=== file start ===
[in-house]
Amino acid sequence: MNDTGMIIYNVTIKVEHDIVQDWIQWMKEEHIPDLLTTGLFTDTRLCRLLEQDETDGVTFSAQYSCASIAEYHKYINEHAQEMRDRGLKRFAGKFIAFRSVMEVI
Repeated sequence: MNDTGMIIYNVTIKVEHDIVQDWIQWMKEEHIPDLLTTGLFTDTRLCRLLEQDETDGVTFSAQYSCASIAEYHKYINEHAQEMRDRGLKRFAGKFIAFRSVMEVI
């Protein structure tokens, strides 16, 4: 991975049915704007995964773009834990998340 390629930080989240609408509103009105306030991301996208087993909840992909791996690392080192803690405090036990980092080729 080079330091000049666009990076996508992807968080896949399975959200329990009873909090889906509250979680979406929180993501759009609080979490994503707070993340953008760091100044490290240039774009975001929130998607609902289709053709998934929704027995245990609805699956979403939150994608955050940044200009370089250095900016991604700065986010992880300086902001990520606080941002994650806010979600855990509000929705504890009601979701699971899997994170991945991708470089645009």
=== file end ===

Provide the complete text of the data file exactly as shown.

[in-house]
Amino acid sequence: MNDTGMIIYNVTIKVEHDIVQDWIQWMKEEHIPDLLTTGLFTDTRLCRLLEQDETDGVTFSAQYSCASIAEYHKYINEHAQEMRDRGLKRFAGKFIAFRSVMEVI
Repeated sequence: MNDTGMIIYNVTIKVEHDIVQDWIQWMKEEHIPDLLTTGLFTDTRLCRLLEQDETDGVTFSAQYSCASIAEYHKYINEHAQEMRDRGLKRFAGKFIAFRSVMEVI
């Protein structure tokens, strides 16, 4: 991975049915704007995964773009834990998340 390629930080989240609408509103009105306030991301996208087993909840992909791996690392080192803690405090036990980092080729 080079330091000049666009990076996508992807968080896949399975959200329990009873909090889906509250979680979406929180993501759009609080979490994503707070993340953008760091100044490290240039774009975001929130998607609902289709053709998934929704027995245990609805699956979403939150994608955050940044200009370089250095900016991604700065986010992880300086902001990520606080941002994650806010979600855990509000929705504890009601979701699971899997994170991945991708470089645009």